Beyond Mediation - Part 2
- Part 1 - Introduction
- Part 2 - What makes a typical NFH?
- Part 3 - What drives an NFH?
- Part 4 - NFH Attacks - Why Me?
- Part 5 - Understanding the NFH
- Part 6 (1) - Defending yourself against the NFH (Section 1)
- Part 6 (2) - Defending yourself against the NFH (Section 2)
- Part 7 - Fighting back against your NFH
- Part 8 - Keep a Cool Head
- View or Add Feedback about this article
2. WHAT MAKES A TYPICAL NFH?
Well, let’s turn the question round. If like 99.9% of the people in the country, you have to live next door to neighbours, it’s a fair chance that at some time you'll have a disagreement over something or you or your neighbour will have done something that the other party wants put right or changed. Most normal people would discuss the situation and either reach a compromise, agree to disagree or put right whatever was done wrong. And if it was you who had done something wrong, then you would be more than happy to see the error of your ways, put things right and move on.
Oh and before anything else. “I AM NOT ALONE”. Had you forgotten already? Don’t worry; by the end of this article, you'll probably be repeating it on the way to work. You may get some funny looks from strangers if you shout it out, but that’s ok, we don’t mind that.
Anyway where were we? Oh yes. Normal neighbour situations. There are tons and tons of examples, but let’s take three that often spark off problems with NFHs. It all boils down to a single issue but we'll get to that, but see if you can spot it in advance.
Firstly, an application for planning. You'll see on most council websites that they make a special point of recommending to applicants that they discuss their plans with their neighbours. OK, so you or your neighbour do this. You either agree, compromise or disagree and just let the planning process run its course. Whether you or your neighbour win out is left to the planners and you both let their decision be final without the need for you to fall out. You just move on.
Secondly. Parking. One day you inadvertently park in a space reserved for your neighbour. Your neighbour comes round asking you to move the car. You agree to do so. Your neighbour asks you not to do it again to which you agree. You both move on.
And thirdly, and probably most common problem of all, noise. Your neighbour plays their music loud one Saturday evening. You call round and ask them to turn it down. They agree and that’s the end of it. Usually accompanied by you both agreeing that if there is any more excessive noise that they will let the other know.
So three fairly typical issues. But what’s the common thread?
We’ve all had disagreements in the past, starting in the playground, where perhaps we dealt with it in an immature manner, but as time goes on we learn from it. We progress to the workplace where we also have disagreements but we act reasonably. Or try to. And we’ve all seen those who never act reasonably. Ever wondered why they fail to make the grade? Or if they do, it’s because they’ve trodden on everyone else to get there.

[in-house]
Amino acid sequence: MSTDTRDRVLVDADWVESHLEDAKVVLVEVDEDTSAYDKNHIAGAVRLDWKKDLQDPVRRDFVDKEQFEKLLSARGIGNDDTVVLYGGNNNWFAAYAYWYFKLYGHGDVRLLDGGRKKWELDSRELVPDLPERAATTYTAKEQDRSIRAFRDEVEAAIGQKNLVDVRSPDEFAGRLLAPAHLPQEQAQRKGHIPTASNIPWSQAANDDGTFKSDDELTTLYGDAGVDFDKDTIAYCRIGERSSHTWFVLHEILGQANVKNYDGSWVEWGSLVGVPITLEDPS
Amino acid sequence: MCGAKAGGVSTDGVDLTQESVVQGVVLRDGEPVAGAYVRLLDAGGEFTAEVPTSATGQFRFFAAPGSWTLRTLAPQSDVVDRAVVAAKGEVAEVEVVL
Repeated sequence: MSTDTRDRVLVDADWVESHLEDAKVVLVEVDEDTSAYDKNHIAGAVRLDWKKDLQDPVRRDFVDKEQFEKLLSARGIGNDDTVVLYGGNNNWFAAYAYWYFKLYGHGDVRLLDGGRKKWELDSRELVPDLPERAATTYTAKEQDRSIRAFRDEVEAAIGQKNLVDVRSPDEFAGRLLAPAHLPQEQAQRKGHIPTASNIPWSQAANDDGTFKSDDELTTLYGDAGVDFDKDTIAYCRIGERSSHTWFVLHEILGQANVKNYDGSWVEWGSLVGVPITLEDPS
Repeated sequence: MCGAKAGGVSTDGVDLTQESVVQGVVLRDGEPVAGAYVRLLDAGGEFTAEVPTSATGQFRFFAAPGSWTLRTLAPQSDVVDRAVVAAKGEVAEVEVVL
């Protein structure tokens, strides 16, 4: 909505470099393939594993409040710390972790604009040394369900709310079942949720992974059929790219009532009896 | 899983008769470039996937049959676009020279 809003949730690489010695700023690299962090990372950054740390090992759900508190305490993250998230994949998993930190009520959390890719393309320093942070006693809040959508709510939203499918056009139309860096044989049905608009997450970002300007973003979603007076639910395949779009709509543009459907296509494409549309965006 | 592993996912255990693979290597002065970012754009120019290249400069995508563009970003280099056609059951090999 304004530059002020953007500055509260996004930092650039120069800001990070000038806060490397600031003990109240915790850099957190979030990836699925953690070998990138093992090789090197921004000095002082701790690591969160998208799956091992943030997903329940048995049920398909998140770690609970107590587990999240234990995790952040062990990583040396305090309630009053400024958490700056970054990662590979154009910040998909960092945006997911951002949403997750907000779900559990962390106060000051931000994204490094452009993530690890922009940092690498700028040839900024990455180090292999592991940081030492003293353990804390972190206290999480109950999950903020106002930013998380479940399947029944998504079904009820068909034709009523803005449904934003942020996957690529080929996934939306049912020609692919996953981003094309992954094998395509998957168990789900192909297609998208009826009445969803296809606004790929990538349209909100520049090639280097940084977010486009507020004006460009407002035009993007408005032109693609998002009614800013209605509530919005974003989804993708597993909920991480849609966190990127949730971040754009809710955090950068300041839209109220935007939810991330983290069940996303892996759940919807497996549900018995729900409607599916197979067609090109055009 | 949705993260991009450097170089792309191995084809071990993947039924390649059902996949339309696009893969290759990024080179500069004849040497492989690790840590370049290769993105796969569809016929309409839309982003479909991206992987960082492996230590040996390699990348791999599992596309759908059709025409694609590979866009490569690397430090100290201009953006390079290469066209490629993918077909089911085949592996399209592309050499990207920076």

Alright, alright, we can already hear you saying. “Flippin’ heck NFHiB! Where did you get the rose tinted spectacles from? What airy, fairy world do you think we live in?”
OK! OK! We know that that they may be some, if not heated, then slightly warm exchanges involving the above but the majority of folk wouldn’t want a permanent rift with their neighbours and would patch things up pretty quickly.
And even when things did get out of hand, most of the rest would be willing to try and go to mediation which is usually provided by your local Council. We’ve often heard of some difficulties with Councils taking the problems of NFH seriously but we’ve also heard of the mediation services sorting out even the most intransigent of disputes.
Whilst the main thrust of this article is about dealing with the situation when your NFH refuses mediation, we should emphasise here (and we'll be doing it again) that you should never, ever refuse the offer of mediation whether its offered by your neighbour or by someone else such as the police. Of course you know that your NFH will never accept, but should the matter ever proceed to court, the court will want to know whether mediation was offered and who accepted and who rejected it.
NEVER REFUSE MEDIATION.
And if the thought of sitting down with the NFH fills you with dread, you do not have to meet the NFH face to face. The mediator can liaise between the parties.
But, for the purpose of this article, a typical NFH will never want mediation because it entails several things which they cannot tolerate. So, really most NFHs who accept mediation, we don’t really class as NFHs. We know there have been exceptions but generally speaking a true NFH would never accept mediation as it involves….
Having to speak to someone who adopts a reasonable tone.
Mediation may involve having to see the situation from your point of view.
Mediation involves having to bring to an end all their harassment and intimidation of you.
If the mediation was successful this may allow you to live your life normally without interference from them.
You may be seen as winning by your NFH.
Again it all boils down to the inability to be reasonable.
So what makes a typical NFH? I’m sure you could find a few choice words, most of which couldn’t be printed here, but in essence a typical NFH is someone who maintains the position of being UNREASONABLE.
We'll see why this is the case soon.